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Health

Is CBD Oil Safe and Worth Your Money?

A medical cannabis expert weeds the hype from the truth about the herbal cure for pain, depression, anxiety and insomnia.

You can’t turn on a daytime TV program or flip open a lifestyle magazine without hearing or reading about CBD, short for cannabidiol. It’s the biggest buzzword in holistic health news, and statistically speaking, it is expected to reach around 1.8 billion dollars in U.S. consumer sales by 2022, a whopping increase from around half a billion dollars in 2018.

What exactly is CBD?
CBD is the non-intoxicating component of the cannabis sativa plant. Cannabis plants can either be classified as hemp or marijuana depending on the quantity or percentage of THC in either plant. This distinction was established by the FDA: Cannabis plants with 0.3 percent or less of THC are considered hemp and those with more that 0.3 percent are consider marijuana.

So in a nutshell, CBD that is derived from hemp will not make you high. You should also ask your primary physician about using CBD while taking medications.

Kisha Vanterpool, medical director of Medicinally Jointed, a medical cannabis spa and alternate health practice located in South Philadelphia, says the biggest misconception her patients have is understanding the difference between CBD and THC.

“Some associate CBD solely with cannabis (marijuana) which carries its own stigma of being used to attain a high,” the board-certified internist explains. “But really, cannabis is an herbal medicine that has many benefits. Through educating my patients around the plant as medicine and how it interacts within our bodies, patients then become more open to its use.”

What is CBD used for?
Studies show consumers are using CBD — sold in oils, lotions, balms, bath salts, coffee, oral sprays and gummies — as a specific therapy for pain, anxiety, depression and sleep disorders. Depending on the product, prices range from $20 to $100.

Nira Hyman turned to CBD three years ago to help manage chronic back pain and joint inflammation she’s endured for about 15 years. The 46-year-old was recently diagnosed with an autoimmune disease, a type of rheumatoid arthritis called ankylosing spondylitis, which affects the spine.

“Chronic pain is quite isolating, so I’m open to trying almost anything. My research led me to THC, then to CBD. It helps mute the pain. It’s still there, but the volume of the pain is dialed down. CBD doesn’t manage my pain on its own, but using that along with other stuff on my regimen can make a difference,” she says.

“Most of what I use is handmade. It’s expensive but worth it. Friends ship balms or soaks to me. And yes, the sellers are Black. I believe strongly that Black women belong in the cannabis industry, so the louder our voices the better.”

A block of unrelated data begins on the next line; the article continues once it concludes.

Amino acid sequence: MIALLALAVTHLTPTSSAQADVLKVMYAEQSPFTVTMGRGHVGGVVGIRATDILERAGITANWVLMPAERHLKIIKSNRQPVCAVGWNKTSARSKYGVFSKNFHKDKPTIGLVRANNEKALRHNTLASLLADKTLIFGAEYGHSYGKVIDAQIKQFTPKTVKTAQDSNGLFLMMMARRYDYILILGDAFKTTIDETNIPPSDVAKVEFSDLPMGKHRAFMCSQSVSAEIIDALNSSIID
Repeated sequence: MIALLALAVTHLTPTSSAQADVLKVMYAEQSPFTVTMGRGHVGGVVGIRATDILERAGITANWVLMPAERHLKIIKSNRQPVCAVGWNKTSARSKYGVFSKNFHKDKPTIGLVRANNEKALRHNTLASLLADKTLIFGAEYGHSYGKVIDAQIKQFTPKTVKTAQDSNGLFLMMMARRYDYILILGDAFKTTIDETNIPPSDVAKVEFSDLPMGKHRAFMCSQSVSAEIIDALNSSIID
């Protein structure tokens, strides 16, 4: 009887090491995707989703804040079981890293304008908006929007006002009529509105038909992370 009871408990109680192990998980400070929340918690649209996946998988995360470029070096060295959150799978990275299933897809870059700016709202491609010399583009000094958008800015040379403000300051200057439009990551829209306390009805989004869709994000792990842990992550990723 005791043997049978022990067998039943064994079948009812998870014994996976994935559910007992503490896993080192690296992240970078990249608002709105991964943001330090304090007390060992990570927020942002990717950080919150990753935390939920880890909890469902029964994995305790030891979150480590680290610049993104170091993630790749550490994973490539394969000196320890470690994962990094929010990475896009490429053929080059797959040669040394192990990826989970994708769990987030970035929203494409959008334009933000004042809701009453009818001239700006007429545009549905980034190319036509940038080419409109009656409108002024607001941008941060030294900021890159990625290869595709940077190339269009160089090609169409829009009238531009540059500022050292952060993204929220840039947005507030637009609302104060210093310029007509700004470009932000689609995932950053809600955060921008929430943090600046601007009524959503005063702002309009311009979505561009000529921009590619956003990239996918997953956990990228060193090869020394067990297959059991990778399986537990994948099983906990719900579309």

The Brooklyn, New York, native also uses CBD to alleviate anxiety. “It may be a placebo effect, but I do feel it helps my anxiety. And I prefer using something that’s natural and naturally medicinal. I’d much rather take CBD — and I do use high doses — than opioids. My doctors agree, off the record,” says Hyman.

Vanterpool recommends CBD to her female patients to help them with anxiety, insomnia, hot flashes, menstrual cramps, endometriosis and other chronic pain. When shopping for CBD products, she suggests consumers research the product “to ensure that it truly contains CBD and has been tested for contaminants such as pesticides, bacteria and fungus/mold.”

Is CBD FDA-regulated?
Not currently. The U.S. Food and Drug Administration (FDA) recently published a consumer update on its website (FDA.gov) that addresses the claims that cannabinoid (CBD) is a cure-all, risk-free miracle drug.

Although the FDA is presently gathering data from health professionals, cannabis industry representatives and patients to learn more about the efficacy of CBD, the agency wrote, "there are many unanswered questions about the science, safety and quality of products containing CBD.”

Where can I find CBD products in my area, and is it legal in all fifty states?
Remember the 69-year-old grandmother from North Carolina who was arrested at Disney World for packing CBD oil in her purse?

Federal law says CBD oil products are legal to possess if they contain no more than 0.3 percent THC, and CBD products are readily available online. Do your research to find products that are safe, effective and legal. Consumerreports.org has an informative guide. Be aware, however, that some states like Florida, Ohio and Texas generally don’t differentiate hemp from marijuana. So before you purchase or travel with CBD, check the state laws.

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